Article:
Fox News didn’t turn to moderation after the Ailes-Axelrod steakhouse summit. It continued its relentless assault on Kevin Jennings, an openly-gay educator appointed by Obama as the assistant deputy secretary for the Office of Safe and Drug-Free Schools. In 1988, Jennings, then a teacher, had declined to report a 15-year-old male student’s relationship with an older man. As far as Fox News was concerned, this made Jennings a sexual predator. “Did 'Safe School Czar' Encourage Statutory Rape?” was the headline on Fox Nation, a news site within the Fox News constellation.

By the time Stelter wrote his column in mid-October, any possibility of a détente seemed remote. “Instead of governing, the White House continues to be in campaign mode, and Fox News is the target of their attack mentality,” charged high-ranking Fox News executive Michael Clemente. The network continued to attack Obama for the next seven years, often with unsubtle intimations of racism. In 2011, for example, Fox Nation referred to Obama’s 50th birthday party as a “Hip-Hop BBQ.”

Obama sometimes hit back. “Few things seem to pique President Obama like Fox News,” wrote Jeremy W. Peters of The New York Times in the summer of 2012, in the midst of that year’s presidential contest. Peters noted that Obama had taken to sometimes making jokes about Fox News to audiences on the campaign trail.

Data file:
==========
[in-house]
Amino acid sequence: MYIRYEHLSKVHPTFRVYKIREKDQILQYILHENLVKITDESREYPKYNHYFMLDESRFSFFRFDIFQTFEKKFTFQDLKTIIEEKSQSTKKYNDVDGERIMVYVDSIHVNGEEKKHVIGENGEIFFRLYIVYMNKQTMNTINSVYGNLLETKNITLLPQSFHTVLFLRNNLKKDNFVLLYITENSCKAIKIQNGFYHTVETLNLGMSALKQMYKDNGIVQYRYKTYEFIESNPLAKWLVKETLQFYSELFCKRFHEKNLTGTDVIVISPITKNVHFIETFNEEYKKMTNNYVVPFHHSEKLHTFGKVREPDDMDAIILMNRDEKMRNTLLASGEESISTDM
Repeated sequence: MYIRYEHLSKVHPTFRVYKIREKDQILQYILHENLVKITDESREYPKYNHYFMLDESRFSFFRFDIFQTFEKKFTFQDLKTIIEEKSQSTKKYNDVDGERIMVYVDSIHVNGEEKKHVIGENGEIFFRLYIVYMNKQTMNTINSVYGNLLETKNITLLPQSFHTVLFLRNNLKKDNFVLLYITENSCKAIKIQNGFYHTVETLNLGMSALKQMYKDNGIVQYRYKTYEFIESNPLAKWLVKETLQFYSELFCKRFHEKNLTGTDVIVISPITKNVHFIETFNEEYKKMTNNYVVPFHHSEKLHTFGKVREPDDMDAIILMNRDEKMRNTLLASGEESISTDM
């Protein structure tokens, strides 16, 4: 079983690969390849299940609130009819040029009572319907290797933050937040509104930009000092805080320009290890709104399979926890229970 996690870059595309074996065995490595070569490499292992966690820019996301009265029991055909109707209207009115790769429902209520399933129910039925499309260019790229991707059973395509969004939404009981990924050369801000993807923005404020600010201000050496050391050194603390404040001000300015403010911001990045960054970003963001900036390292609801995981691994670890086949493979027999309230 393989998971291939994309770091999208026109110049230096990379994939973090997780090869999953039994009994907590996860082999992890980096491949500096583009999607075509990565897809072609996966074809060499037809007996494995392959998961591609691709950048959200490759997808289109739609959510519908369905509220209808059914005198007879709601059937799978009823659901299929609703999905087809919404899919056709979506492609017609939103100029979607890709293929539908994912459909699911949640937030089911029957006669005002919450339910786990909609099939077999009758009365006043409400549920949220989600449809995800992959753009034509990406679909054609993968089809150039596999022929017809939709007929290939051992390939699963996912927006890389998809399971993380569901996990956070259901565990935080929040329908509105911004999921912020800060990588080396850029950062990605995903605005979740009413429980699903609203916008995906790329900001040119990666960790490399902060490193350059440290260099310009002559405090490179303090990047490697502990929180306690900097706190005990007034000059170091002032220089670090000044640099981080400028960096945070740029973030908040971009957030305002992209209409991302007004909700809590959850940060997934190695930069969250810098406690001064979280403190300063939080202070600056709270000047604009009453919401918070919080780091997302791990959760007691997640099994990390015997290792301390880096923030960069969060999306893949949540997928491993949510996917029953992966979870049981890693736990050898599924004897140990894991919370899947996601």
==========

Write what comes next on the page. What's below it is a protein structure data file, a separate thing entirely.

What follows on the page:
“I think it lowers the office,” Clemente of Fox News lamented about Obama’s jabs. Four years later, Clemente jumped the Fox News ship just as that ship was beginning to sink, with lawsuits and press reports depicted a workplace rife with sexual harassment, as well as enough political paranoia to give Richard M. Nixon pause (Clemente's departure was not related to the sexual misconduct allegations that deposed Ailes and, later, O'Reilly).

As far as lowering the office, the right seems to have few qualms for treating press freedom with all the solicitude of a bloated despot in some forlorn post-Soviet backwater.

Unlike presidents before him, Trump doesn’t criticize the press when he feels his policies have been misrepresented or maligned. Attacking the press is the central policy of his administration. In fact, it may the only one.

 

The article has been updated to more accurately depict the conditions under which Clemente departed Fox News.